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B Metals touching, produce EM waves

  1. Aug 25, 2016 #1
    Can you help me on this question I had for years?

    Every time I touch two metals together (holding them with my fingers) and place a shortwave SSB radio nearby, I hear clicks and noises on the radio.
    Why is that happenning?

    Has anyone observed this phenomenon before?
     
  2. jcsd
  3. Aug 25, 2016 #2

    sophiecentaur

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    Those sparks get in everywhere!
    It strikes me that your two bits of metal (dissimilar?) are forming a simple electrolytic cell (battery) via the acid in the sweat of your hand. It the "bits of metal" are, in fact, wires then you would have the basis of an antenna, which would couple this energy into your receiver. If you are just describing the effect with two small metal items then it's a bit harder to understand how the dimensions can account for what you are hearing.
    Give us a bit more detail, please.
     
  4. Aug 25, 2016 #3

    sophiecentaur

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    There is another possibility, which I thought of whilst driving in the car this morning. If your wires are long, then they could be acting as receiving antennae and having an emf induced between them (or even some current from the mains). This can produce a spark when they are close enough, which will contain power at frequency that your receiver is tuned to.
     
  5. Aug 25, 2016 #4
  6. Aug 27, 2016 #5

    davenn

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  7. Aug 27, 2016 #6

    sophiecentaur

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    The Seebek effect is the 'opposite' to the Peltier effect. Seebek produces an emf due to temperature difference whilst Peltier produces a heat transfer due to an applied voltage. But I don't think the few mV per junction that Seebek can produce could produce enough emf for a spark. Plenty of current available to work a gas cutoff / flame detector solenoid, though, once you have a good contact.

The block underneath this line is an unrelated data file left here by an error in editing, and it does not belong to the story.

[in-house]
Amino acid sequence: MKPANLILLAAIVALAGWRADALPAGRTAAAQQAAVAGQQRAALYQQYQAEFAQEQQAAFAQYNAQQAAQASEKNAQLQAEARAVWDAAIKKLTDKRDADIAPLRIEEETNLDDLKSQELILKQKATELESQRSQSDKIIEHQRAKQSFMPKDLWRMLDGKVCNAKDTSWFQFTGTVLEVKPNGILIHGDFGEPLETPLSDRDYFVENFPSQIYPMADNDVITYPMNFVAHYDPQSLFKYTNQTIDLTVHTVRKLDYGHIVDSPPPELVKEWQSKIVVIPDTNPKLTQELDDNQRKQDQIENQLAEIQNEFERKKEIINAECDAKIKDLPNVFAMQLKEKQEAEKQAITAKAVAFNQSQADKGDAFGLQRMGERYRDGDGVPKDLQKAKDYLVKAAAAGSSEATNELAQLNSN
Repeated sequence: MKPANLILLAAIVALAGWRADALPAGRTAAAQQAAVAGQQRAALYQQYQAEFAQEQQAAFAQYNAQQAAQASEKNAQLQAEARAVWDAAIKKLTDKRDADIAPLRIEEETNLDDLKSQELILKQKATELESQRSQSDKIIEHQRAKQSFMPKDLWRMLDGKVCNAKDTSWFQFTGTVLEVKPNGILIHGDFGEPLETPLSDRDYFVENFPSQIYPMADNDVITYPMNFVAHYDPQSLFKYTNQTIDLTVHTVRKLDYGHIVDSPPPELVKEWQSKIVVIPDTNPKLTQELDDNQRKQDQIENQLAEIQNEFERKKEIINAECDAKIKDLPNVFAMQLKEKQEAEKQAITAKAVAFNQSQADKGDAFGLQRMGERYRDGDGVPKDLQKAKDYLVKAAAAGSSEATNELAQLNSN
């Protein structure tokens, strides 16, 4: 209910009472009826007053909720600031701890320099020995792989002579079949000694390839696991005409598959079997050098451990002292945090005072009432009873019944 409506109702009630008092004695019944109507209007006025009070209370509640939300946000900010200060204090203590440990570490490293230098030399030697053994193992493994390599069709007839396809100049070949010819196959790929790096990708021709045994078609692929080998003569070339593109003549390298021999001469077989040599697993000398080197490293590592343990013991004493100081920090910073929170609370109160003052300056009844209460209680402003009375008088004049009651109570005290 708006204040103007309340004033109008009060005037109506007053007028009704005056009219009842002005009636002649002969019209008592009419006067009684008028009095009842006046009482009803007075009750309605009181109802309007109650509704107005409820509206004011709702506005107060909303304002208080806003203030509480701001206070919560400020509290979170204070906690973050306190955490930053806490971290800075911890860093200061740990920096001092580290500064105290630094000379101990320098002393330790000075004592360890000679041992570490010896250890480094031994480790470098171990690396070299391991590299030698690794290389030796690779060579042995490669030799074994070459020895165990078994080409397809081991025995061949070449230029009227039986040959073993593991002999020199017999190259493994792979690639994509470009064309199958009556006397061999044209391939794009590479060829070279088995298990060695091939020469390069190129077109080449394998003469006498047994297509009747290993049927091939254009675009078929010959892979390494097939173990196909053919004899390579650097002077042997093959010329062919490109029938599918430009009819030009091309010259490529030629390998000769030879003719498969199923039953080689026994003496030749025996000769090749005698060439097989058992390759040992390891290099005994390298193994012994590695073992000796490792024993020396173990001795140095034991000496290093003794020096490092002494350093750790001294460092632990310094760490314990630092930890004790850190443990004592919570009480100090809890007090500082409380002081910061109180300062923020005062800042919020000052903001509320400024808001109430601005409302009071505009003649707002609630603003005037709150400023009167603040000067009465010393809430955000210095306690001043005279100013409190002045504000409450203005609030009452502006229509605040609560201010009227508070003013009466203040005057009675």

8. Aug 29, 2016 #7

    CWatters

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    Metal on metal noise was once a big problem for people like me that flew radio controller model aircraft. If vibration from the engine caused two bits of metal to rub together it could drive the radio control system nuts causing planes to crash. These days radio control systems have much improved and I suspect are virtually immune.

    Edit: For info radios I used were typically 27MHz AM then 35MHz FM(PCM) and now they are 2.4GHz Spread Spectrum.
     
    Last edited: Aug 30, 2016
  9. Aug 31, 2016 #8
    Well, the basic reason is that a current flows between the pieces of metal. The act of making contact creates tiny sparks that emit radio waves.
    The current can come from several sources: Galvanic potentials, induced potentials from outside sources, including static electricity (as already mentioned).

    You can test this by connecting the pieces of metal with a wire. Now you can make them touch all you want and no noise will be generated (except in very special cases)
     
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